- Bank of Nova Scotia raised its dividend payout by 3.4% to $0.80 per share.
These dividend increases have added our annual dividend income by $139.56. At 4% dividend yield, that’s equivalent of investing $3,489 of fresh capital. This is a perfect example of the power of organic dividend growth – we are getting a dividend raise without lifting a finger. Nice!
Dividend Reinvestment (DRIP)
Whenever it’s possible, we automatically reinvest dividends received by enrolling in dividend reinvestment plans (DRIP) with our brokers. Both TD Waterhouse and Questrade offer synthetic DRIP, meaning we need to receive enough money in dividends to purchase a full share.
By utilizing DRIP, we managed to increase our annual dividend income by $51.28 in August alone. At 4% dividend yield, that’s equivalent of investing $1,282 of fresh capital into our dividend portfolio.
In case you are wondering, some of the stocks that we were able to DRIP included (not a full list): Bank of Montreal, Emera, Royal Bank, Inter Pipeline, RioCan, AT&T, and National Bank.
Dividend Stock Transactions
The market was extremely volatile in August. Most of the stocks that we hold saw a significant price drop throughout August. Because of that, we decided to deploy cash and purchased the following stocks:
- 15 shares of Canadian Imperial Bank of Commerce (CM.TO)
- 40 shares of TD Bank (TD.TO)
- 35 shares of Bank of Nova Scotia (BNS.TO)
The Canadian banks are under a lot of price pressure due to uncertainties in the economy and concerns with Canadian real estate, but I think the Canadian banks are simply too attractive to pass given the stock price, evaluation, and dividend yield right now. Chances are, the Canadian banking stocks will remain volatile over the next little while. But consider that most Canadian banks have been paying dividends since the late 1800’s and have never suspended their dividend payments (even during the financial crisis, the Canadian banks simply held the dividend payments without raising them), I figure I can hold the stocks, collect dividends, and wait for the price to appreciate.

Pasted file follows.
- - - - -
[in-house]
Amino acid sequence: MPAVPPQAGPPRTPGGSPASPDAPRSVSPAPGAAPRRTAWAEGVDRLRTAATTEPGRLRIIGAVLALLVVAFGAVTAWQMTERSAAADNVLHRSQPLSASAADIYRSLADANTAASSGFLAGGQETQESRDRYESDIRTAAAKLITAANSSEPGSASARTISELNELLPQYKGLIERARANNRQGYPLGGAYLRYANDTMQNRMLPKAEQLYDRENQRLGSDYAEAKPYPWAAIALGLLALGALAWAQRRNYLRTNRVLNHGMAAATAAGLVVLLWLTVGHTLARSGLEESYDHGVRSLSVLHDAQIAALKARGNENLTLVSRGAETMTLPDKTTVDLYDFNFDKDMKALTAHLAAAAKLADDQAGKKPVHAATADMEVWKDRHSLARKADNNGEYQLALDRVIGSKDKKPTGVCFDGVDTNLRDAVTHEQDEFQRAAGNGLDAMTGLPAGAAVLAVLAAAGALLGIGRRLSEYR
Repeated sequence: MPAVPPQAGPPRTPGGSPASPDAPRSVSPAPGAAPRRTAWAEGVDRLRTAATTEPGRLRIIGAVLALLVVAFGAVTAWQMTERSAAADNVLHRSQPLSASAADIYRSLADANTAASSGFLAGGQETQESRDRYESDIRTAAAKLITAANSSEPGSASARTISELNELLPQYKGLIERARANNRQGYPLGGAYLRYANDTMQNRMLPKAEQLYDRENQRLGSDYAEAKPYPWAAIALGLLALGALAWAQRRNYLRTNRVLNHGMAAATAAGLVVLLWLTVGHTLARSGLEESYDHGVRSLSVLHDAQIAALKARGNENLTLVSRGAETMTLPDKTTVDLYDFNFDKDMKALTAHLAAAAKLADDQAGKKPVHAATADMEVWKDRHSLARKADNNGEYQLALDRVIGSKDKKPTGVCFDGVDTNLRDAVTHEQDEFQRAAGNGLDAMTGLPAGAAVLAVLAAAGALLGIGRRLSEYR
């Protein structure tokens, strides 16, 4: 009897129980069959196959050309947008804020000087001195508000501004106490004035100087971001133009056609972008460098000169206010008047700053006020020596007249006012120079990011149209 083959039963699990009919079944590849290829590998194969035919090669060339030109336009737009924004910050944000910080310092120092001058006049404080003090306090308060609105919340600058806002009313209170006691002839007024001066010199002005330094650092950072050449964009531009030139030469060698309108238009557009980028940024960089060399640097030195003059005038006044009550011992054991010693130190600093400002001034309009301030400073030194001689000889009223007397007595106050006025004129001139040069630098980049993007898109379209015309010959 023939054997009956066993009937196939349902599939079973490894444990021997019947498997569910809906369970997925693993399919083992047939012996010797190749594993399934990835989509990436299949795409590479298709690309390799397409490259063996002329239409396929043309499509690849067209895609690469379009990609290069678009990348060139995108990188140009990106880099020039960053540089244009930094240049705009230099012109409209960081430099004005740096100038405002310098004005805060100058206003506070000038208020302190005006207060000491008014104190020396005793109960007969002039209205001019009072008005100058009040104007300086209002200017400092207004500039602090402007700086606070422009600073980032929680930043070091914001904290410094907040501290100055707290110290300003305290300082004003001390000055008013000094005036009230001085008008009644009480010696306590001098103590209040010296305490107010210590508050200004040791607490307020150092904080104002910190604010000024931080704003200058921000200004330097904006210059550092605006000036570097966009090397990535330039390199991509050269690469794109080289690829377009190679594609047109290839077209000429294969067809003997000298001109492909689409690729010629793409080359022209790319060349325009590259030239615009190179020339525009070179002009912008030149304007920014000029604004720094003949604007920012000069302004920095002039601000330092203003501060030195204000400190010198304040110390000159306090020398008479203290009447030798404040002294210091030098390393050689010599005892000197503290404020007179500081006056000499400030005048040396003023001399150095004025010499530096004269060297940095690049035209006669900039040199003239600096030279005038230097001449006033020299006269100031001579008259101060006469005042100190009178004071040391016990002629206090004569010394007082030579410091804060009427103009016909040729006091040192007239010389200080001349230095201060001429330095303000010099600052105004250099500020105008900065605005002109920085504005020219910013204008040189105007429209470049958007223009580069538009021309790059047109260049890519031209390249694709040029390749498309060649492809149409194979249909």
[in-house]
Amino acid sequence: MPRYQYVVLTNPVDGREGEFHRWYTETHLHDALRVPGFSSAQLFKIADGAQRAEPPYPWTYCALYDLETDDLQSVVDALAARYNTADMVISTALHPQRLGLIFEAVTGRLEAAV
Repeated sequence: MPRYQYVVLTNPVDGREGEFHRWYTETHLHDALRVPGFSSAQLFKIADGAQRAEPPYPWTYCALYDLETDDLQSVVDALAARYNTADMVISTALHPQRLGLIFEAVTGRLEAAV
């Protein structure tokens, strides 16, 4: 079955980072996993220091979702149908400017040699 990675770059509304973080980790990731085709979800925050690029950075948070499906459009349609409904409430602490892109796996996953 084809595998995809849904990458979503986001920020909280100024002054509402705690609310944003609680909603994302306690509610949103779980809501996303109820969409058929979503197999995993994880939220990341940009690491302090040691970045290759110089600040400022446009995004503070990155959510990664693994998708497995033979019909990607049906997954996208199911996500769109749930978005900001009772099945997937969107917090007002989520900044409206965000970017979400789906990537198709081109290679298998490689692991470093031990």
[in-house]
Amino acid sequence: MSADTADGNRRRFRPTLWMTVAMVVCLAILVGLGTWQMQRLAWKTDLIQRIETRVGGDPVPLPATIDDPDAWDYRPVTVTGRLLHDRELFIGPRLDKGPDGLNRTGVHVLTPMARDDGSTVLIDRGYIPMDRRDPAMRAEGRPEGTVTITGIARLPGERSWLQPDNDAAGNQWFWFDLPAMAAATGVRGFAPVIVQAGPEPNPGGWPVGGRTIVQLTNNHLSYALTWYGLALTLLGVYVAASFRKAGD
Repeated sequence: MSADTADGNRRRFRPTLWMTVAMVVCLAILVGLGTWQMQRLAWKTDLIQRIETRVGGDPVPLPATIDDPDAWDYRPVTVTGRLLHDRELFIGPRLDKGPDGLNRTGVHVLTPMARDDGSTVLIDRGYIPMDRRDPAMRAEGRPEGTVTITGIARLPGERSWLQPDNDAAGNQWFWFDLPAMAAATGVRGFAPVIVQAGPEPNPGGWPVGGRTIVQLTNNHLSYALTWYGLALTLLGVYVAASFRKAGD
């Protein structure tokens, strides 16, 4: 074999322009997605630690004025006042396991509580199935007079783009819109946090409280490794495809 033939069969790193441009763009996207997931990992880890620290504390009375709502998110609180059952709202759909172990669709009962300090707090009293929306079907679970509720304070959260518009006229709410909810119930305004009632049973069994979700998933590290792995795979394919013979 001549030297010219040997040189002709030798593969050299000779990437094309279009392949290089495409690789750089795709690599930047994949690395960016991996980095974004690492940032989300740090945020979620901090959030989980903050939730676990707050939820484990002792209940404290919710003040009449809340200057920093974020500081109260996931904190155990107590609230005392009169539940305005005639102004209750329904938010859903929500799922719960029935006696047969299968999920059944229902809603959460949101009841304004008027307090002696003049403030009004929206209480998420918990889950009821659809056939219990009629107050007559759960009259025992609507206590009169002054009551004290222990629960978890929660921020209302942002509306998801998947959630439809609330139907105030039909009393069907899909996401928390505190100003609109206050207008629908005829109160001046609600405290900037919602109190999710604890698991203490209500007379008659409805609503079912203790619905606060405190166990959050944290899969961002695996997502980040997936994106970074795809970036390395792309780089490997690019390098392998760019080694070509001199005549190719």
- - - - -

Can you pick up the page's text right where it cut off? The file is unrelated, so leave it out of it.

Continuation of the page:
In addition to these three purchases, we also took advantage of Questrade’s commission-free ETF purchase and added both VCN.TO and XAW.TO with some cash sitting in our accounts.
Not counting the index ETFs, the purchases of the three Canadian banking stocks added a total of $349.40 toward our annual dividend income.
Financial Independence Journey Progress
We received $1,807.12 in dividend income in August. This amount was able to cover 37.6% of our total expense in August. Our August expenditure was a bit higher due to our trip to New York City. When compared NYC to Vancouver, NYC was way more expensive, especially considering the exchange rate! But the trip was very well worth it and we had a great time.
The goal for this year is to have a dividend income to total expenses ratio of 50%. When I set up this goal, I knew it was very ambitious. After eight months, it looks like it is going to be extremely challenging to accomplish this goal.
So far in 2019, we have received $14,877.13 in dividend income. With four months to go for this year, we have already smashed our 2017 annual dividend income! It’s amazing to see how far we’ve come in the last few years.
At $40 per hour that means our dividend income has saved us almost 372 hours of work, over 46 days, over 9 weeks, or about 18% of the year. It’s pretty amazing to know that our money is working hard for us so we don’t have to.
Dear readers, how was your August dividend income?